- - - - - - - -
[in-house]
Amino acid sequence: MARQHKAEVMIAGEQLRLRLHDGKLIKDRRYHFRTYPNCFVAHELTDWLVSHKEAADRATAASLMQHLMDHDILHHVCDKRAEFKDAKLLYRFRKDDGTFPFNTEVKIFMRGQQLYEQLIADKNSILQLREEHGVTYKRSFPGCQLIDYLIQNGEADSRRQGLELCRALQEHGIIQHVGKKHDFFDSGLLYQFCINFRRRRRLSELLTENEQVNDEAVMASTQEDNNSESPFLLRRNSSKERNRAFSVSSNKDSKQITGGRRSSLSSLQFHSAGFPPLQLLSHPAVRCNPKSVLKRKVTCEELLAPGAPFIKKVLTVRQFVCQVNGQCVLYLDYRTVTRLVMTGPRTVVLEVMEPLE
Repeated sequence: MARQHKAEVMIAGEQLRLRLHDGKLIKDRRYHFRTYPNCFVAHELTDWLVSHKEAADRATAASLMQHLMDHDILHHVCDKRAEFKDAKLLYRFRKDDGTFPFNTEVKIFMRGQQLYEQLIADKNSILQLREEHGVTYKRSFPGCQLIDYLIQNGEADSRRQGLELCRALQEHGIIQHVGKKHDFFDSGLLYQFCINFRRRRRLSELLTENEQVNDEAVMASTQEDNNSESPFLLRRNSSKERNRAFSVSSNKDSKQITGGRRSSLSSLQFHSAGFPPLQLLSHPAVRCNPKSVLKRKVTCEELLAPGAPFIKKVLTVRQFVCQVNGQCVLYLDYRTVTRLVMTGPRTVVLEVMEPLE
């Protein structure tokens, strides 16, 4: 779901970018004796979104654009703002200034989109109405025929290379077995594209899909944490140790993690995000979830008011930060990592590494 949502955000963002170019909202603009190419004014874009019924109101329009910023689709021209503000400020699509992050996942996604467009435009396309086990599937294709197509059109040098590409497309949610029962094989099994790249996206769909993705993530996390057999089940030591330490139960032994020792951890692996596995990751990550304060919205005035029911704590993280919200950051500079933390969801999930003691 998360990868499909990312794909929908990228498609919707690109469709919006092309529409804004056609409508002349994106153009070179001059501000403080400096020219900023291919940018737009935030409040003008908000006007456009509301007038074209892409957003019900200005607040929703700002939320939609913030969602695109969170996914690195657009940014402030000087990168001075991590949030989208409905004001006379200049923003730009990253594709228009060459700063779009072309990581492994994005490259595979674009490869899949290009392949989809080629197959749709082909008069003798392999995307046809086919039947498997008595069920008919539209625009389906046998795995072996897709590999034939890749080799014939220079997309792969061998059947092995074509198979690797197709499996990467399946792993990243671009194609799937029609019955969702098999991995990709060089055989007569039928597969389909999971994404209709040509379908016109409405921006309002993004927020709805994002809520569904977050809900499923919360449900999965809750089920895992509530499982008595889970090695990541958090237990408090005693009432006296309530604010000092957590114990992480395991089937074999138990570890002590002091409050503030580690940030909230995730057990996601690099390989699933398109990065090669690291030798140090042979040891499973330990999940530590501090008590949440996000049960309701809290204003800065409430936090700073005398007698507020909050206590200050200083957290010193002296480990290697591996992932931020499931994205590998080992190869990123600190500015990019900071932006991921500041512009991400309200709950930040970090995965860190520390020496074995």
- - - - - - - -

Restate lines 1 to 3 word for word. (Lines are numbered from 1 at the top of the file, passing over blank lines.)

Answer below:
[in-house]
Amino acid sequence: MARQHKAEVMIAGEQLRLRLHDGKLIKDRRYHFRTYPNCFVAHELTDWLVSHKEAADRATAASLMQHLMDHDILHHVCDKRAEFKDAKLLYRFRKDDGTFPFNTEVKIFMRGQQLYEQLIADKNSILQLREEHGVTYKRSFPGCQLIDYLIQNGEADSRRQGLELCRALQEHGIIQHVGKKHDFFDSGLLYQFCINFRRRRRLSELLTENEQVNDEAVMASTQEDNNSESPFLLRRNSSKERNRAFSVSSNKDSKQITGGRRSSLSSLQFHSAGFPPLQLLSHPAVRCNPKSVLKRKVTCEELLAPGAPFIKKVLTVRQFVCQVNGQCVLYLDYRTVTRLVMTGPRTVVLEVMEPLE
Repeated sequence: MARQHKAEVMIAGEQLRLRLHDGKLIKDRRYHFRTYPNCFVAHELTDWLVSHKEAADRATAASLMQHLMDHDILHHVCDKRAEFKDAKLLYRFRKDDGTFPFNTEVKIFMRGQQLYEQLIADKNSILQLREEHGVTYKRSFPGCQLIDYLIQNGEADSRRQGLELCRALQEHGIIQHVGKKHDFFDSGLLYQFCINFRRRRRLSELLTENEQVNDEAVMASTQEDNNSESPFLLRRNSSKERNRAFSVSSNKDSKQITGGRRSSLSSLQFHSAGFPPLQLLSHPAVRCNPKSVLKRKVTCEELLAPGAPFIKKVLTVRQFVCQVNGQCVLYLDYRTVTRLVMTGPRTVVLEVMEPLE